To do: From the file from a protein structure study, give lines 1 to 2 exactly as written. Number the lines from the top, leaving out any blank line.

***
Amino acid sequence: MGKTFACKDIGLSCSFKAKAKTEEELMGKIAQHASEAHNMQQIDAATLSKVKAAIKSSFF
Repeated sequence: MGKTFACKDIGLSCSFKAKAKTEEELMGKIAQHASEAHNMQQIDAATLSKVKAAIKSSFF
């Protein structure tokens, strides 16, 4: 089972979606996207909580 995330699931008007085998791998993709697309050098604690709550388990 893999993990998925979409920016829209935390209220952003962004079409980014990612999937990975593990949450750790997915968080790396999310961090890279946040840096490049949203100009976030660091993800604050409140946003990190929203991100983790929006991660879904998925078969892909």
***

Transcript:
Amino acid sequence: MGKTFACKDIGLSCSFKAKAKTEEELMGKIAQHASEAHNMQQIDAATLSKVKAAIKSSFF
Repeated sequence: MGKTFACKDIGLSCSFKAKAKTEEELMGKIAQHASEAHNMQQIDAATLSKVKAAIKSSFF